Center for Health Equity Research and Promotion
VA Shark Tank Selects CHERP Project
Two health care innovations developed at VA Pittsburgh Healthcare System are among VHA’s 10 Promising Practices for 2022 following the annual Shark Tank Competition at the Innovation Experience (iEX) Conference.
VHA’s annual iEX conference and Shark Tank competition showcase VA employee-developed innovations that improve Veterans health care. During this year’s Shark Tank Competition, VAPHS’s two teams were among 14 finalists who presented their innovations to other VISNs and medical centers — the sharks — for possible adoption. Both VAPHS innovations — Contraception on Demand and Preventing Post-Operative Readmissions with a Surgical Safety Net — finished in the top 10 and were picked up by other medical centers:
Contraception on Demand
Deirdre Quinn, PhD, Core Investigator, Center for Health Equity Research and Promotion
The Contraception on Demand innovation allows VHA pharmacists to dispense a year’s supply of hormonal contraception—most often birth control pills—to women Veterans. With the number of women Veterans using VA increasing, giving them easy access to contraceptive services is a top priority for VA’s Office of Women’s Health.
Contraception on Demand expands Veterans’ access to contraceptives and improves their experiences with reproductive health care at VA. It also trains clinical pharmacists in patient-centered contraceptive counseling and improves their job satisfaction.
VISN 8 in Florida, which includes VA medical centers in Orlando, Tampa, Miami and West Palm Beach, elected to adopt the innovation. VISN 8 claims one of the fastest growing female populations, with approximately 35,000 Veterans who could use Contraception on Demand. The practice is easy to adopt and implement at very low cost to individual VA facilities, resulting in an estimated cost savings for the health system at large.
Preventing Post-Operative Readmissions with a Surgical Safety Net
Visala Muluk, M.D., Medical Director, Interdisciplinary Medical, Preoperative, Assessment, Consultation and Treatment (IMPACT) Clinic
Hospital readmissions after surgery negatively impact the lives of Veterans. VA Pittsburgh created a surgical safety net that not only reduces readmissions, but also enhances Veterans’ overall surgical experience, from admission to recovery. This innovation uses a high-reliability process built within the IMPACT Clinic — which leads the nation as a Joint Commission Recognized Best Practice Initiative — to identify at-risk patients before their surgeries. The Surgical Safety Net combines nursing, physical therapy, telehealth and social work, plus a 24/7 staffed phone service, to give Veterans wraparound surgical care.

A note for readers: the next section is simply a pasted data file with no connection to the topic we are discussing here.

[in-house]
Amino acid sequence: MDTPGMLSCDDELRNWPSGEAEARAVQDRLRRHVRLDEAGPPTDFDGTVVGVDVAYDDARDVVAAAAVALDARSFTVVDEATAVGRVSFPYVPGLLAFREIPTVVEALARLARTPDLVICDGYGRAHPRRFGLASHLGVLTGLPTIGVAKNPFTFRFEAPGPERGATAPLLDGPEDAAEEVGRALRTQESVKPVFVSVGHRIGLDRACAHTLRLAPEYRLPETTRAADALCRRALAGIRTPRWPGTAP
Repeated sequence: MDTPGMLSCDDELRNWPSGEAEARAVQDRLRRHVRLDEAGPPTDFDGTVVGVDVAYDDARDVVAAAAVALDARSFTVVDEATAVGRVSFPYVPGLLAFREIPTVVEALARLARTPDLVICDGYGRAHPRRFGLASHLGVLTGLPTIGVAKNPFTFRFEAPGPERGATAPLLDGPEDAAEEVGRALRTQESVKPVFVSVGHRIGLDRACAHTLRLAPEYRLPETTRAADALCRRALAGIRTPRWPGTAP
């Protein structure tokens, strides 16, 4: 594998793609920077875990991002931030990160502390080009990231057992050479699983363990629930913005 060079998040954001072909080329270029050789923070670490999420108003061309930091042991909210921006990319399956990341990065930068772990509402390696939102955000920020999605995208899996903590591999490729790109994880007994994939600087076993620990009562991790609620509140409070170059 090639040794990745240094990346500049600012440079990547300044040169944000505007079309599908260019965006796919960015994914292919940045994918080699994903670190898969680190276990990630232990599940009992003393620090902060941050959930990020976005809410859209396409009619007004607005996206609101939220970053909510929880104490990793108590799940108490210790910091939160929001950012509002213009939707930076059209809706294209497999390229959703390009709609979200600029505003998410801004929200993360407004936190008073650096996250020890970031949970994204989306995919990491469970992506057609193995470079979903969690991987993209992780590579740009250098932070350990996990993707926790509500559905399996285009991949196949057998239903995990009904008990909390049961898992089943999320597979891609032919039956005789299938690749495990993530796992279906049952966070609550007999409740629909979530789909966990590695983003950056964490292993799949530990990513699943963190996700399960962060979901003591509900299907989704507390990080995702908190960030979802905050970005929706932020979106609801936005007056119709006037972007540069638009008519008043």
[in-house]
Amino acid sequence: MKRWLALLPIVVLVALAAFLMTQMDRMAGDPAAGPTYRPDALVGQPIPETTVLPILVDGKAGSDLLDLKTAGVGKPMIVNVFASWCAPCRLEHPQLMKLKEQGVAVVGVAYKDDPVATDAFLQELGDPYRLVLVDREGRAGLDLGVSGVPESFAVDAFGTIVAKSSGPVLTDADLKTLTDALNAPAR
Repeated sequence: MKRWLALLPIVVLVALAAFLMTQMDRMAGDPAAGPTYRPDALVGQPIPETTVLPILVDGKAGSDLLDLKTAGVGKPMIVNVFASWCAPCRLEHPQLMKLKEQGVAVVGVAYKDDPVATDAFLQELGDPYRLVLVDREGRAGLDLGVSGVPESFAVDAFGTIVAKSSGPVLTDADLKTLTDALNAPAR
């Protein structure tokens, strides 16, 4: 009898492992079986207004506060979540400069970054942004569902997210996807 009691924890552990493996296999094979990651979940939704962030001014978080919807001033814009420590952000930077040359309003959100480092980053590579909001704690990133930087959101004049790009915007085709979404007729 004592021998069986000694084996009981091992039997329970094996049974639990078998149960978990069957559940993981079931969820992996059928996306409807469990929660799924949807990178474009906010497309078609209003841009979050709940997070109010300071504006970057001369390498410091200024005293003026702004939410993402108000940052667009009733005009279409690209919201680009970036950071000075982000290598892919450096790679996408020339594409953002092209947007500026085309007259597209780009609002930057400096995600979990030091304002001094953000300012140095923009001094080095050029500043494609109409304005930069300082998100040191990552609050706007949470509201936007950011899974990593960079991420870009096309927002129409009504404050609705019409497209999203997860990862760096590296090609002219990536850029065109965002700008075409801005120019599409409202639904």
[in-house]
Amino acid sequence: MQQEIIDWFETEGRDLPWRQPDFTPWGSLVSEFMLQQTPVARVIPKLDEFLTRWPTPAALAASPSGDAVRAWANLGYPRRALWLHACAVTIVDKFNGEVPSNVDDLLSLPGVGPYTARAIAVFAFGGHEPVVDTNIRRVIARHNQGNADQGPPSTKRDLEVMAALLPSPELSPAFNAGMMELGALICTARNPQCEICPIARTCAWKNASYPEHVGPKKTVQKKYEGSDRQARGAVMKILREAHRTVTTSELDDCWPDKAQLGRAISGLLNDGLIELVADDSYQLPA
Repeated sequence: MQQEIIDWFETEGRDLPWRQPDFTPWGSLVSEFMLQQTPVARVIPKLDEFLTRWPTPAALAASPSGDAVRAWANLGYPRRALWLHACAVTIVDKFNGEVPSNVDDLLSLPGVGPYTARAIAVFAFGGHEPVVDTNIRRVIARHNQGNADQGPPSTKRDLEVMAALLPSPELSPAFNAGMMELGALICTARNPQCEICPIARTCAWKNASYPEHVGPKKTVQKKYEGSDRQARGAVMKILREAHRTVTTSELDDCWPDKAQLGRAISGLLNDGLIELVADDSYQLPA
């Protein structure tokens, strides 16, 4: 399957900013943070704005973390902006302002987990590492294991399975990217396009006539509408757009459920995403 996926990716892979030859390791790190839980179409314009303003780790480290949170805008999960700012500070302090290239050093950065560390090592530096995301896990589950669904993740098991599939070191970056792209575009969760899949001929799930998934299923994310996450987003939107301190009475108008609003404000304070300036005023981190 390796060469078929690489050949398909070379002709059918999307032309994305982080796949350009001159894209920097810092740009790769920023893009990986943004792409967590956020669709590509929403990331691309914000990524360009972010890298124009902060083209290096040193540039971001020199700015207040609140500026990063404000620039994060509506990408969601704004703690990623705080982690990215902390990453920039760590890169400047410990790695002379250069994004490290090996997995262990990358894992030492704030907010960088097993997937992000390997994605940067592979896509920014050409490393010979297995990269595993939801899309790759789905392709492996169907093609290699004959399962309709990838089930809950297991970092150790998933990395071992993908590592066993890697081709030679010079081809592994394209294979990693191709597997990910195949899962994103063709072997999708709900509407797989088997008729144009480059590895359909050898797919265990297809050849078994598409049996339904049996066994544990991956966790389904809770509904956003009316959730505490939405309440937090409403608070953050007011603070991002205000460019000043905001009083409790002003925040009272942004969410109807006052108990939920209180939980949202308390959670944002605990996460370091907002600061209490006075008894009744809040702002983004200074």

Since the practice started at VA Pittsburgh, the medical center has prevented between 50 to 70 hospital readmissions and saved more than $1 million.
VISN 16’s Central Arkansas VA Healthcare System elected to adopt the innovation. They plan to use existing resources such as physical therapy, social work, etc., to coordinate with the practice.
Innovations coming to VA Pittsburgh
VA Pittsburgh also bid on — and won — the chance to adopt two promising practices from other VA facilities. They will build work groups soon to spread these innovations:
CPRS Booster/Robotic Employee Accelerator | Adam Bock, M.D., Chief of Informatics at Minneapolis VA
CPRS Booster is a computer automation platform that dramatically speeds use of VA computer systems by automating complex, tedious and redundant multistep actions. Now, with the press of a single keyboard button (usually a function key), Booster will automatically and very rapidly perform tasks that previously required extensive typing, use of a computer mouse, and processing of multiple screens.
Medical Companion Program | Stephanie Sawin, Edward Hines Jr. VA Hospital
The Medical Companion Program will provide caregiver services instead of hospitalization for Veterans without a responsible adult available for support during outpatient procedures that use sedation and/or anesthesia. This service will increase Veterans’ access to care while reducing costs to the government. Currently, when a responsible adult is not available, procedures may be cancelled or postponed, or the Veteran may be admitted for observation. The Medical Companion Program offers time-limited, VA-paid medical companion services that include travelling with the Veteran to the hospital, staying during the procedure, and waiting with the Veteran at the discharge location for a clinically ordered amount of time.
VHA Diffusion of Excellence’s Shark Tank Competition identifies field-developed innovations that promote positive outcomes and improved experiences for Veterans and employees. The competition spotlights dedicated VHA employees who are working on some of the toughest challenges across VHA and provides a platform for front-line team members and leaders to contribute to our learning healthcare system.